For example, if a company earns a net income of ₹5000 crores on a shareholder equity of ₹200 crores, its return on equity comes out to be 25% (5000/200).

13. Return on capital employed (ROCE)

Return on capital employed is profitability metric but which is slightly different from return on equity. ROCE indicates how successfully a firm generates profits from the total capital it uses. When evaluating investment decisions, investors use this ratio as one of the most important profitability measure. It is calculated by dividing the earnings before interest and tax (EBIT) by the total capital employed.

For example, if a company earns an EBIT of ₹2000 crores in a given financial year on a total capital of ₹100 crores, its return on capital employed turn out to be 20%.

14. Debt/Equity ratio

The debt/equity ratio is used as a measure of gauging a company’s leverage. It is calculated by dividing the company’s total debt by its equity capital. It is used to assess a company’s financial risk by investors. Too much debt in relation to the company’s equity can lead to questions on the company’s ability to pay back its borrowings in times of financial distress. A debt/equity ratio lower than 1 is desirable.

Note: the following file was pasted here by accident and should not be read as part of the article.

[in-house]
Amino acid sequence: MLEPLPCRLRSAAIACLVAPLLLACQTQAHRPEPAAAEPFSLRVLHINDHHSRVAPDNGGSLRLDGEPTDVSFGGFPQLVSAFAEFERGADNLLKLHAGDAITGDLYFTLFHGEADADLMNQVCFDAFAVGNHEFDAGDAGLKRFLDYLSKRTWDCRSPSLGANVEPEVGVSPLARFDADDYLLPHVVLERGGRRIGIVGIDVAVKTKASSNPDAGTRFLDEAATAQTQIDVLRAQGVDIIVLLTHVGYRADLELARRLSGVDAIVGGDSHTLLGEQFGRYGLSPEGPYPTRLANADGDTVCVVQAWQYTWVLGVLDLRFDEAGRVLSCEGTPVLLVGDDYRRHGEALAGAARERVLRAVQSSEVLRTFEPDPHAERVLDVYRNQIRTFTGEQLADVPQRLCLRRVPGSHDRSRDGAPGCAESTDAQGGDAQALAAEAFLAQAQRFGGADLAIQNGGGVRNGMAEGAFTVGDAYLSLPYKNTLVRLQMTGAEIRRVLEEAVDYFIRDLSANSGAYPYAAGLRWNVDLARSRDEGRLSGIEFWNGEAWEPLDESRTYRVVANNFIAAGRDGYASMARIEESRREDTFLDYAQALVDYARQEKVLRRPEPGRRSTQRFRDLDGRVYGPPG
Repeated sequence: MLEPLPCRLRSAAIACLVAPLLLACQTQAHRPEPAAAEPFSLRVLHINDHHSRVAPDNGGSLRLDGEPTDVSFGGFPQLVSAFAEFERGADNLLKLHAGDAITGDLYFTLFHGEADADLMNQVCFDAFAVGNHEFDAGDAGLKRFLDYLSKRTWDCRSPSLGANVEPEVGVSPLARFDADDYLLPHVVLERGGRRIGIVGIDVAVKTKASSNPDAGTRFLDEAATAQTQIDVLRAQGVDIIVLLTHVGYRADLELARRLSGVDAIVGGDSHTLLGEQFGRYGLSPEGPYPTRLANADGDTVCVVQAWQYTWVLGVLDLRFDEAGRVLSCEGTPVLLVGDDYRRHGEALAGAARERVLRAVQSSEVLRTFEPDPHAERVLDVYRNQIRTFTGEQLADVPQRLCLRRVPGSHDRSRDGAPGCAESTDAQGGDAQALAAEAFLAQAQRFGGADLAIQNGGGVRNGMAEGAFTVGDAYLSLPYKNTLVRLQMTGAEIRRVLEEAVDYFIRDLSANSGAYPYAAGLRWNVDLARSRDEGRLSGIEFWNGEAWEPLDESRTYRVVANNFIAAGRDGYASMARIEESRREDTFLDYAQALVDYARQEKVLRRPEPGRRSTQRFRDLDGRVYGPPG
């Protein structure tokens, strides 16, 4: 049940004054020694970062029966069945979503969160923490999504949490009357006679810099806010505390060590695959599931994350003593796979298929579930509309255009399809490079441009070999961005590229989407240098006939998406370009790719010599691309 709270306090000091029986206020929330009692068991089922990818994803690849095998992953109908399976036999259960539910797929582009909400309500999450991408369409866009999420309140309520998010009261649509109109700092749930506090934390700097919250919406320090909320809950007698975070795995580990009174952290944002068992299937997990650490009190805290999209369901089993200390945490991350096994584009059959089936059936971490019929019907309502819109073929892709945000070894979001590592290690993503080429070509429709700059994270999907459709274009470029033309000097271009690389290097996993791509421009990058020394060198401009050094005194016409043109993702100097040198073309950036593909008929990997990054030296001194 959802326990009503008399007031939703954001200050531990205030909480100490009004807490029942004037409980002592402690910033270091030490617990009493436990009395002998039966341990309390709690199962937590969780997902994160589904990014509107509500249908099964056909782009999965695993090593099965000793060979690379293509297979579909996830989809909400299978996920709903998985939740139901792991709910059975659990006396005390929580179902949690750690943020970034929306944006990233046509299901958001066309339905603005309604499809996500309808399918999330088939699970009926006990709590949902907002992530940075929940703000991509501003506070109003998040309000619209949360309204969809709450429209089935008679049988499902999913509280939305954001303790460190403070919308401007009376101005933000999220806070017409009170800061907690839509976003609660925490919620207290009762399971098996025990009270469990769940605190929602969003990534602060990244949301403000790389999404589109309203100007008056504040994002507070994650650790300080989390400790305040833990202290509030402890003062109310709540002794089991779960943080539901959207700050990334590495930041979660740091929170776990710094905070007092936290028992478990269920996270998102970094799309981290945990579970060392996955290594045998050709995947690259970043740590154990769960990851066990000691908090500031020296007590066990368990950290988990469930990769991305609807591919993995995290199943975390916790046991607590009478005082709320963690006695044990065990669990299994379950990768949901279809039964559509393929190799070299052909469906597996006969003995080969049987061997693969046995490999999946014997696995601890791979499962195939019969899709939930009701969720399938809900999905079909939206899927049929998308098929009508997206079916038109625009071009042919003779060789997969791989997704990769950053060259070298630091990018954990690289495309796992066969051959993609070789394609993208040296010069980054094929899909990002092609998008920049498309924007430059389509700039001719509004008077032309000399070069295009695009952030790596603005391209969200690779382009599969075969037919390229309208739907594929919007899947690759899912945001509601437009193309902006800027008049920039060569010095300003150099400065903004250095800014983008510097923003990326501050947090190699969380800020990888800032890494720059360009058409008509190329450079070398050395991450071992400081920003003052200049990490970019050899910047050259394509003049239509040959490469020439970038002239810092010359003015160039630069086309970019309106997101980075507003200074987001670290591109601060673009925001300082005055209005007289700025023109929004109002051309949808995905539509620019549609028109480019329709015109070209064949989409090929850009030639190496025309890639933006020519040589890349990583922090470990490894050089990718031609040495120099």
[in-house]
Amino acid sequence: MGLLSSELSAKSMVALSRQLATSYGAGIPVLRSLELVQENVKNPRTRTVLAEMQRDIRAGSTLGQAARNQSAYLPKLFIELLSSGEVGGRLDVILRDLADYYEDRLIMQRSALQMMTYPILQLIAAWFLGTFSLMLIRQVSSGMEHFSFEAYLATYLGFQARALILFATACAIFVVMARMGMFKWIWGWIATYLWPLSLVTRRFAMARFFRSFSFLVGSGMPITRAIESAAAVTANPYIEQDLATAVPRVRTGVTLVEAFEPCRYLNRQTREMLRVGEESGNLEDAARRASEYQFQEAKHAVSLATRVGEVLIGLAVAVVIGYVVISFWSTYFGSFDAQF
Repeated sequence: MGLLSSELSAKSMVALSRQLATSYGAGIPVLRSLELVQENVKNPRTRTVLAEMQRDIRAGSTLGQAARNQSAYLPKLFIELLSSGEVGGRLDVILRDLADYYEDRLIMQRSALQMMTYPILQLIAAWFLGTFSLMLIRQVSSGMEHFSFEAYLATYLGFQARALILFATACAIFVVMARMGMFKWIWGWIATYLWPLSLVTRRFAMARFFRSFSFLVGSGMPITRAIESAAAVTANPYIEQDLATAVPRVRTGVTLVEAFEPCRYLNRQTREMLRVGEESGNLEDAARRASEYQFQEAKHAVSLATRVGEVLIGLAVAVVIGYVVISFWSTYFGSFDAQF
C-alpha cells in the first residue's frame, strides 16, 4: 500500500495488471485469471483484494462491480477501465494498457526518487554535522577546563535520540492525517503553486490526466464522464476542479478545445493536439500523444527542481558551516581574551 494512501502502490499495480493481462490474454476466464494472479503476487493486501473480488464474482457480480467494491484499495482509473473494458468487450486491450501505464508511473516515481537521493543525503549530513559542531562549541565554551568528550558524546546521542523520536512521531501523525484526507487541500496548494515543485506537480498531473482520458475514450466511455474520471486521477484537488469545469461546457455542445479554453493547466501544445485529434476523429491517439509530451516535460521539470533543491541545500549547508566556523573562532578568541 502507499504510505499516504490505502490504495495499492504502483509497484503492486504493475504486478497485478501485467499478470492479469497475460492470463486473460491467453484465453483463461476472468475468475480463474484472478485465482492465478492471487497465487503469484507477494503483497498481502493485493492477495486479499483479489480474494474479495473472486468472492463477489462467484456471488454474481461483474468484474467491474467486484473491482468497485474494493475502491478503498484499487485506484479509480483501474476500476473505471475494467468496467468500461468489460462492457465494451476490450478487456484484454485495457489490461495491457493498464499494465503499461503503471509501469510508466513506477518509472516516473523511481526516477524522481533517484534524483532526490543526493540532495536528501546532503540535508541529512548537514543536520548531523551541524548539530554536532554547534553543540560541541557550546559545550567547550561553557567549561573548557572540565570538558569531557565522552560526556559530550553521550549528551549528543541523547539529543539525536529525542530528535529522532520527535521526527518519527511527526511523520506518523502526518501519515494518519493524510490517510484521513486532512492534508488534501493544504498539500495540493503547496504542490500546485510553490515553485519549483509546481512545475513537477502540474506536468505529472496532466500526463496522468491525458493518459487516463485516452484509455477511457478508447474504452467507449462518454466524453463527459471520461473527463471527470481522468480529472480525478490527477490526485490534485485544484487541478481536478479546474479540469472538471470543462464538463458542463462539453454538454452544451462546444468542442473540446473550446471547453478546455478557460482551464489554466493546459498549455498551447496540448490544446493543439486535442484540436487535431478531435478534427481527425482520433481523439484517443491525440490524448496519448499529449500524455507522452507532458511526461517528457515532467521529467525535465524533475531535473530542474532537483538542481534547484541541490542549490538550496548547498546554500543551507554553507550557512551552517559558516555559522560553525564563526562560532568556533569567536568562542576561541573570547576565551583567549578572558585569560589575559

For example, a company with debt worth ₹1000 crore and equity worth ₹2000 crore will have a debt/equity ratio of 0.5.

15. CFO/PAT ratio

This is a ratio which is used by investors to assess whether the company is earning cash profits or not. As the net profit on balance sheet is of accrual nature, this ratio helps in understanding the quantum of profits that the company is able to earn in cash. The higher this ratio the better it is.

For example, if a company’s CFO is ₹500 crore and its PAT is also ₹500 crores, its CFO/PAT ratio is 1.

16. 52-week high

52-week high refers to the highest price that the company’s stock traded at in the last one year.

17. 52-week low

52-week low refers to the lowest price that the company’s stock traded at in the last one year.

18. EBITDA margin

EBITDA margin is another measure of profitability. It is calculated as the company’s EBITDA divided by the company’s revenue. A higher ratio indicated that the company is able to convert its revenues into profits more efficiently.

For example, if a company earns an EBITDA of ₹1000 crores on a revenue of ₹5000 crores, its EBITDA margin is 20%.

Fundamental Analysis on Top Stocks

Our experts have conducted a thorough fundamental analysis of leading stocks in the Indian market. This analysis can provide valuable insights to aid in your investment decisions. Here is the list of these stocks: